Or maybe it's political necessity. But, I digress.
McCain wants to keep the capital gains tax at its current 15% level.
McCain has pledged to keep the capital gains rate at 15 percent,
McCain has always opposed the "marriage penalty".
Wishes to eliminate marriage penalty and supports marriage tax credits.
McCain has said that he won't raise payroll taxes, but he's also said nothing's off the table.
“He (Obama) wants to raise Social Security taxes,” McCain said, again looking down at his notes. “I want to fix the system without raising taxes.”
...when asked specifically if payroll tax increases were on the table — that “there is nothing that’s off the table. I have my positions, and I’ll articulate them. But nothing’s off the table.”
Take from that what you will.
McCain wants to lower corporate taxes.
Republican White House candidate John McCain will promise on Tuesday to lower corporate tax rates if he wins the U.S. presidency and ease the tax burden on middle-class workers to help revive the faltering economy.
McCain is against "windfall profits taxes" on Big Oil, although he may have been in favor of it previously.
Republican Sen. John McCain criticized Sen. Barack Obama's call for a windfall profits tax on the oil industry on Tuesday, despite leaving the door open to the same idea last month.
McCain's plan generally lowers taxes across the board:
Under John McCain's plan, the rich would pay much less than they do now, the poor and middle-class would pay a bit less
Before I deliver the grades, I feel it necessary to comment on a couple things. First of all, I deliberately did not address the economy or the deficit. I wasn't trying to determine which tax plan was better for America, but merely determine which candidate was generally in favor of lowering taxes and which generally in favor of increasing them. As for the deficit and the economy, I've seen criticisms of both plans, so maybe that means they're both bad.
Another problem with this post, is that unlike my more recent posts, there was a huge amount of information available, and not always consistent. Both candidates have changed their views on this subject during the campaign season, so I've tried to get the most recent articles. Obama released a new tax plan this week, that doesn't raise taxes nearly as much as his previous plan did. If I'd done this post last week, my Obama section would've been even more critical, I think.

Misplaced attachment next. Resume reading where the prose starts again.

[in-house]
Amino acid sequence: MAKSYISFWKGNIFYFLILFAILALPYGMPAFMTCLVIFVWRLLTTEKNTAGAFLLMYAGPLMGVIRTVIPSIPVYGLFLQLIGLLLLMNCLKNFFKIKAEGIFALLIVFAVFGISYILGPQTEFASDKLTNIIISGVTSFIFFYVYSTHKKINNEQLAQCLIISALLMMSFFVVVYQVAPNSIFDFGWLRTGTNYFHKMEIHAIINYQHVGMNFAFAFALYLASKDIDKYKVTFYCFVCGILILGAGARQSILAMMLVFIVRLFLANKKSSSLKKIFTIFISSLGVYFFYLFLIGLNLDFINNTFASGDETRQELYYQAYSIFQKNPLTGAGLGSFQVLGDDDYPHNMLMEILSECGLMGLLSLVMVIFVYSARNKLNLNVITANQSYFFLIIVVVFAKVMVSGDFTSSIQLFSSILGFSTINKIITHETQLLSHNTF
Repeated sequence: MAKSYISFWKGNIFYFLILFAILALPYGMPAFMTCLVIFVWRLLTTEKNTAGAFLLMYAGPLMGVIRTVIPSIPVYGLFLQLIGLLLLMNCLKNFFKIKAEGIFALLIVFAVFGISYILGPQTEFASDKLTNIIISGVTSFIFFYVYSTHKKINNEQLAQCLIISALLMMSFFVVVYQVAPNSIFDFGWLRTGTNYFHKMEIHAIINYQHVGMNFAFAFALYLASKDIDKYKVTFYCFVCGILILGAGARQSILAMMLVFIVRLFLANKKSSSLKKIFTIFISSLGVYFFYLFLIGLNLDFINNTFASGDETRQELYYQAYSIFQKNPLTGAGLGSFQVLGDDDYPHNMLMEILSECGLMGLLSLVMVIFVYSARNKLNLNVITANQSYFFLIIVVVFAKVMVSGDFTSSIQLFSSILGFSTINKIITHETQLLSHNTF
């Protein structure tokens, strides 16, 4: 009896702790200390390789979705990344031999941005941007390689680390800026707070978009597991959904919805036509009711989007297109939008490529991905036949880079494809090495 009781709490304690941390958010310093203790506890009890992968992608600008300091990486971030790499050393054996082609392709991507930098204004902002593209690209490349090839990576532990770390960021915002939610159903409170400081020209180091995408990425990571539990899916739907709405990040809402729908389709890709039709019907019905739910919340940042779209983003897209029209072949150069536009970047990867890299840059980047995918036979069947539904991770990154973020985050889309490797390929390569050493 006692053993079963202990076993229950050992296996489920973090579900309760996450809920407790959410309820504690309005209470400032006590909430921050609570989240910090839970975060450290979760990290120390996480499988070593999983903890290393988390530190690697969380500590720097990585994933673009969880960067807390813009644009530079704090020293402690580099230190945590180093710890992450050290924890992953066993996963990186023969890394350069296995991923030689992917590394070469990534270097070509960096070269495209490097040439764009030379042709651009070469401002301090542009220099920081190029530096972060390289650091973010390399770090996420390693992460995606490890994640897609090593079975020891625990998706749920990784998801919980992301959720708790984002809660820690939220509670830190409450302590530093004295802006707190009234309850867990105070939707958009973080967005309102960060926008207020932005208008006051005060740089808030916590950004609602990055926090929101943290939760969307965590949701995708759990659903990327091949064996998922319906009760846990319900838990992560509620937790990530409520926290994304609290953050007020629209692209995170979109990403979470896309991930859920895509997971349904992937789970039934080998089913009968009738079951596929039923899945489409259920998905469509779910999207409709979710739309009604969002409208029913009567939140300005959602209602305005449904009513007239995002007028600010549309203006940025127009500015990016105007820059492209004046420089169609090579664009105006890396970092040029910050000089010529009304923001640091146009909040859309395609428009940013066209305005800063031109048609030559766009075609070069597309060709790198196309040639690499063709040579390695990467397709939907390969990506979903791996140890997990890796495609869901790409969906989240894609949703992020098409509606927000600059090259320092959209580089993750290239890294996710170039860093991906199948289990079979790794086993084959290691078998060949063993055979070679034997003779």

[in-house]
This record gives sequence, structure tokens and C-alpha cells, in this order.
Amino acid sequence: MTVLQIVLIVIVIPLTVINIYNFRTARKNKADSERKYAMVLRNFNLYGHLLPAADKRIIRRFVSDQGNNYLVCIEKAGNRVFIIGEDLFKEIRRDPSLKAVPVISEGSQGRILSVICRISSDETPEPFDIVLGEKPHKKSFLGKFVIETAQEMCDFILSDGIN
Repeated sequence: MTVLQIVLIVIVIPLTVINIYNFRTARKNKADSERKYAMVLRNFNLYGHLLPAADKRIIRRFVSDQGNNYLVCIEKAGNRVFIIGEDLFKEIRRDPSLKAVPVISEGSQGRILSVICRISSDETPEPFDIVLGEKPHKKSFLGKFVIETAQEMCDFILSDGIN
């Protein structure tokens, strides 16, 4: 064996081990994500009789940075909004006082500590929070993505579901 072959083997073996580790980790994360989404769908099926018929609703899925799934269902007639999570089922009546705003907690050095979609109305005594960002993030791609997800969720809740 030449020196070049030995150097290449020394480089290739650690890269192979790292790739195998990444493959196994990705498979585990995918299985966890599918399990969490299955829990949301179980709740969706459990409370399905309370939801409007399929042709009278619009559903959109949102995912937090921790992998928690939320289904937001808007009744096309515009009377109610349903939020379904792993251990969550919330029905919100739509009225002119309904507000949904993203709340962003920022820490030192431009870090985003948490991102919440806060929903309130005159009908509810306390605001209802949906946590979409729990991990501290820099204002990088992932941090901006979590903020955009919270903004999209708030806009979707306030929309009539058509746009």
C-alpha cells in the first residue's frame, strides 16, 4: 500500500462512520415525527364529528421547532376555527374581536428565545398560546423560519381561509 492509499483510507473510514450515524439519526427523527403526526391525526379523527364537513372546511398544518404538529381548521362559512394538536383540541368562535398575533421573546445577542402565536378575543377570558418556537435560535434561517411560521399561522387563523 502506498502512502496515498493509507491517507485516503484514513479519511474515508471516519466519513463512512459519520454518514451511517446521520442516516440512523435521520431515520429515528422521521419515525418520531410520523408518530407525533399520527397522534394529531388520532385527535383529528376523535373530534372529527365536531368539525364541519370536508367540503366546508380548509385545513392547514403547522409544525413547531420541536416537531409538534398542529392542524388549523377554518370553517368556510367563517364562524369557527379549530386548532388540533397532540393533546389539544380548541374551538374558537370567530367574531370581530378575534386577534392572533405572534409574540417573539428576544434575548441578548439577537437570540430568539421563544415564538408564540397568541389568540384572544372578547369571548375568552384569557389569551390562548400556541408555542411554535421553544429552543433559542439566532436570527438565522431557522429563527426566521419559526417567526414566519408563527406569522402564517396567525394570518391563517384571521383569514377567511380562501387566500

Despite the changes in opinions of both candidates on specifics, their general viewpoints have not changed. Obama is in favor of higher taxes. There's little doubt that Obama's plan will increase the tax burden on most taxpayers in America (note that I said most taxpayers, not most Americans). McCain, on the other hand is less easy to define, but, in general, has supported lowering taxes, or at least keeping them where they are.
Obama: D. His newest tax plan brings him up from an F, frankly. I'm tempted to make this a D-, but it is true that most of his tax increases hit a small percentage of Americans. I'm trying to give him the benefit of the doubt because I'm in that small percentage. That graph above makes me very nervous, though, and it should make you nervous too.
McCain: B-. This would be at least a solid B if he were more consistent (or a solid D if he were more consistently bad, I suppose), but his "current" views on the Bush tax cuts, and capital gains taxes push him up.
Taxes: Advantage McCainResults so far:
UPDATE: I've been criticized for not taking into account this report from the "non-partisan" Tax Policy Center. Well, first, either there has never been a good tax plan from a Republican, or this "non-partisan" group is tilted very far to the left. I've watched them for years, and they've never once had anything good to say about a Republican plan that I recall. Second, I think there are several things that the report doesn't take into account. I've stated before that corporate taxes are merely hidden taxes on common citizens and Obama's going to raise corporate taxes. Third, they assume while McCain's plan "could" increase economic growth, that the resulting economic growth would not reduce the deficit. Finally, and following up on that same thought, both plans will increase the deficit pretty significantly unless additional revenue (from economic growth) appears somewhere, and McCain's plan is the only one of the two likely to promote economic growth. Therefore, I think Obama is making promises he can't keep.
History is also against Obama, having voted to increase taxes 94 times. Yes, I know this FactCheck.Org article says that count is incorrect. I think the FactCheck.Org article is, at best, written by someone who is hopelessly confused. According to FactCheck, the RNC counts multiple votes on the same bill as having voted multiple times. Wow. How else would they be counted? Also, FactCheck tells us that the RNC counts voting against tax cuts as a vote for a tax increase. Shocking. The FactCheck article needs to be fact-checked. As written, it's bunk.